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PublisherThe University of Arizona.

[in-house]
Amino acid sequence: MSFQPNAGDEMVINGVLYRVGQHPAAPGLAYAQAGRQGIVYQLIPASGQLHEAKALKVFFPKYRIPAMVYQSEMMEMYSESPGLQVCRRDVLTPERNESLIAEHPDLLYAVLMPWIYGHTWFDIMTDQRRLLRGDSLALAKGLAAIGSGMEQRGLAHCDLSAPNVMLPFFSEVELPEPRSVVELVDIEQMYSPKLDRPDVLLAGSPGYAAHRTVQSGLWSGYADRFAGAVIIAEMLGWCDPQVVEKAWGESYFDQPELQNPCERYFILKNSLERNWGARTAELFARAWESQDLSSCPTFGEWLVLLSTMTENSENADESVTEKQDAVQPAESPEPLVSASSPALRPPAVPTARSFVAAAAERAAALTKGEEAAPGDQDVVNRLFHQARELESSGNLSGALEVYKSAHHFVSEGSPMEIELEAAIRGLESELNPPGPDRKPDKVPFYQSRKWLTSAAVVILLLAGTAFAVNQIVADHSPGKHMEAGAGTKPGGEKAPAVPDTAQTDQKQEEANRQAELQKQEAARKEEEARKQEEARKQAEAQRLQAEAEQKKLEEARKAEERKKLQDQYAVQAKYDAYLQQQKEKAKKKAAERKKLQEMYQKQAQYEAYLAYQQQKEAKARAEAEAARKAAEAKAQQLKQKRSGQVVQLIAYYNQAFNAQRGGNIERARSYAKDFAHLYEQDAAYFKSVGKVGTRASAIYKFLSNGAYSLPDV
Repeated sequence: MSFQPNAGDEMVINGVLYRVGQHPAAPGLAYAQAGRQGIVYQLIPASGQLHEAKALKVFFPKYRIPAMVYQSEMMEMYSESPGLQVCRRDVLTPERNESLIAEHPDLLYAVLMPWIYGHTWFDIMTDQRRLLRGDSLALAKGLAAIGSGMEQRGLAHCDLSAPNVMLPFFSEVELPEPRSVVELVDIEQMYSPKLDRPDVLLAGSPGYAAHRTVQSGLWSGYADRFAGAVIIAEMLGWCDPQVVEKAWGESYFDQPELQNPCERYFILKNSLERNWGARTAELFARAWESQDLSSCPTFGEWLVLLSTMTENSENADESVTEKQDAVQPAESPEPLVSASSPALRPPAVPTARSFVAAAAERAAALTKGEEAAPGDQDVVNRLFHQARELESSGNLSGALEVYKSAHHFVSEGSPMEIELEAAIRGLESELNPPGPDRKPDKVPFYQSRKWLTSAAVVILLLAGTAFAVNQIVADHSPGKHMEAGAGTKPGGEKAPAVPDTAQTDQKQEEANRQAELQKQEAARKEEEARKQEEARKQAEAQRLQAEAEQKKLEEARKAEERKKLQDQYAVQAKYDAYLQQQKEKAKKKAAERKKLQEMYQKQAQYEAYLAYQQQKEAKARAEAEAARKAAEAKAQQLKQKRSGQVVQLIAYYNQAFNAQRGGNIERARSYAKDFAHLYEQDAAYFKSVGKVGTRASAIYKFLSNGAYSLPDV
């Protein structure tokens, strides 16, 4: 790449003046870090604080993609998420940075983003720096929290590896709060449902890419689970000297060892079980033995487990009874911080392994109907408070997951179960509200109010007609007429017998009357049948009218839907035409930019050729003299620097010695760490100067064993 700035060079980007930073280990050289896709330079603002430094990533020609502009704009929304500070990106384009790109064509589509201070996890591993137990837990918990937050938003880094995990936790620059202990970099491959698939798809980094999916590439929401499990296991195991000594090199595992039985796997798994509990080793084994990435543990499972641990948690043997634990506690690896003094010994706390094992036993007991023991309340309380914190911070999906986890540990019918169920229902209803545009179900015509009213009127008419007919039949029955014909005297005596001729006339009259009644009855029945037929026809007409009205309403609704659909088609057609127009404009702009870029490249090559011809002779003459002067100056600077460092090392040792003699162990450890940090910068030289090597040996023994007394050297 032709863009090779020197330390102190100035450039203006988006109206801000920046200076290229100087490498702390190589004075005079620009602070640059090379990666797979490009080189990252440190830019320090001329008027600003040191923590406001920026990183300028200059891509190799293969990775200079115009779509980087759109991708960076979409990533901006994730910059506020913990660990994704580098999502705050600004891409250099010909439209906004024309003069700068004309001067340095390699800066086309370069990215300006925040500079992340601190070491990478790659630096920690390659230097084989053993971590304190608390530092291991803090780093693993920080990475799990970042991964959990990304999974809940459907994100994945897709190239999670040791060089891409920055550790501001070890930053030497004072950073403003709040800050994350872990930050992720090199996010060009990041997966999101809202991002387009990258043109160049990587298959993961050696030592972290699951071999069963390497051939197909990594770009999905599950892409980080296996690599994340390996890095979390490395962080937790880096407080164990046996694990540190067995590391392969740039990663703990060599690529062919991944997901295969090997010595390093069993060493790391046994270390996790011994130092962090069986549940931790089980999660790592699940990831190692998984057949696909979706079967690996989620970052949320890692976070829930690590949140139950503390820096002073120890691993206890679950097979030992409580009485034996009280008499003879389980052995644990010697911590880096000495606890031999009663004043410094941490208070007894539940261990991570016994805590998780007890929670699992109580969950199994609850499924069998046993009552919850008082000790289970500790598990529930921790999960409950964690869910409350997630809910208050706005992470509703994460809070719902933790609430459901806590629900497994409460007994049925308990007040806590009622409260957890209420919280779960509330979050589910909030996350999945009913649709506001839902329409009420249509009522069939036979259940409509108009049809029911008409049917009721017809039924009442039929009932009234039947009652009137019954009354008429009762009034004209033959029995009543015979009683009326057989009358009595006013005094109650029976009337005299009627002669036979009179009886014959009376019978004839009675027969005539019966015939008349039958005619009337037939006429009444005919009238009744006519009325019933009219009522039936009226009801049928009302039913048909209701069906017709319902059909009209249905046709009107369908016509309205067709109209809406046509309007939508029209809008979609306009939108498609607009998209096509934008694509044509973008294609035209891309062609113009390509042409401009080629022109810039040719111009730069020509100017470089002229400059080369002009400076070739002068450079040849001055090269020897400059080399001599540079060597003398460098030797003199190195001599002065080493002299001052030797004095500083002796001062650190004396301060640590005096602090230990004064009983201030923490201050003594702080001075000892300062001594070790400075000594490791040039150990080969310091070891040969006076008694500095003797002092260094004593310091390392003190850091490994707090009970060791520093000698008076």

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AbstractCentral Valley, California, is one of the largest producers of agricultural products in the United States; however, with its on-going drought conditions, farmers have difficulty maintaining yields with a sparse water supply. California has always gone through cyclic droughts, and with remote sensing, these droughts can be investigated to see how they impact the California agribusiness. This project investigates techniques to analyze drought conditions in the agricultural regions of the Central Valley by utilizing imagery analysis through USGS Earth Explorer and manipulating the data in ArcGIS Pro. This project explores change detection between seasons as well as methods that include indices such as the Normalized Difference Vegetation Index and Normalized Difference Moisture Index to see how well these procedures accurately depict drought conditions in the Central Valley. Indices are calculated by plugging formulas into the raster calculator function to highlight the ranges within an area indicating drought conditions. Change detection was performed to compare seasons and years to identify changes affected by the drought. The results show how effective change detection analysis is over the 7-year period, and if the normalized difference indices helped with identifying areas where agriculture suffered the most.